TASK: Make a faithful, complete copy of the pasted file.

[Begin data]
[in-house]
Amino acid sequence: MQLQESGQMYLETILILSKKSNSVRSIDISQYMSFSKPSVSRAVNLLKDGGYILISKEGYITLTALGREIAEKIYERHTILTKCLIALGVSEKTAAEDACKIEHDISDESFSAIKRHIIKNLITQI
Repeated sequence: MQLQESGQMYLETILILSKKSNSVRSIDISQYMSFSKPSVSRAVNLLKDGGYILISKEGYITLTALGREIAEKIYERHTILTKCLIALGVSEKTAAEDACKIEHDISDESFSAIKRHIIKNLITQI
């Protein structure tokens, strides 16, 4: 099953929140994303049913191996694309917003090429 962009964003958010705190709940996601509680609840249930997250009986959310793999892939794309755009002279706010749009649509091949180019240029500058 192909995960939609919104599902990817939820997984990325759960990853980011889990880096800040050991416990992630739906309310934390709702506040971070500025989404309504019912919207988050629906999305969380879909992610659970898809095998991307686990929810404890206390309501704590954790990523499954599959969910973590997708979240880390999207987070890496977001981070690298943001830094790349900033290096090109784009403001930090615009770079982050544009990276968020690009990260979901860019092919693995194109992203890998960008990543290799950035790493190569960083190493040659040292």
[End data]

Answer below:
[in-house]
Amino acid sequence: MQLQESGQMYLETILILSKKSNSVRSIDISQYMSFSKPSVSRAVNLLKDGGYILISKEGYITLTALGREIAEKIYERHTILTKCLIALGVSEKTAAEDACKIEHDISDESFSAIKRHIIKNLITQI
Repeated sequence: MQLQESGQMYLETILILSKKSNSVRSIDISQYMSFSKPSVSRAVNLLKDGGYILISKEGYITLTALGREIAEKIYERHTILTKCLIALGVSEKTAAEDACKIEHDISDESFSAIKRHIIKNLITQI
């Protein structure tokens, strides 16, 4: 099953929140994303049913191996694309917003090429 962009964003958010705190709940996601509680609840249930997250009986959310793999892939794309755009002279706010749009649509091949180019240029500058 192909995960939609919104599902990817939820997984990325759960990853980011889990880096800040050991416990992630739906309310934390709702506040971070500025989404309504019912919207988050629906999305969380879909992610659970898809095998991307686990929810404890206390309501704590954790990523499954599959969910973590997708979240880390999207987070890496977001981070690298943001830094790349900033290096090109784009403001930090615009770079982050544009990276968020690009990260979901860019092919693995194109992203890998960008990543290799950035790493190569960083190493040659040292």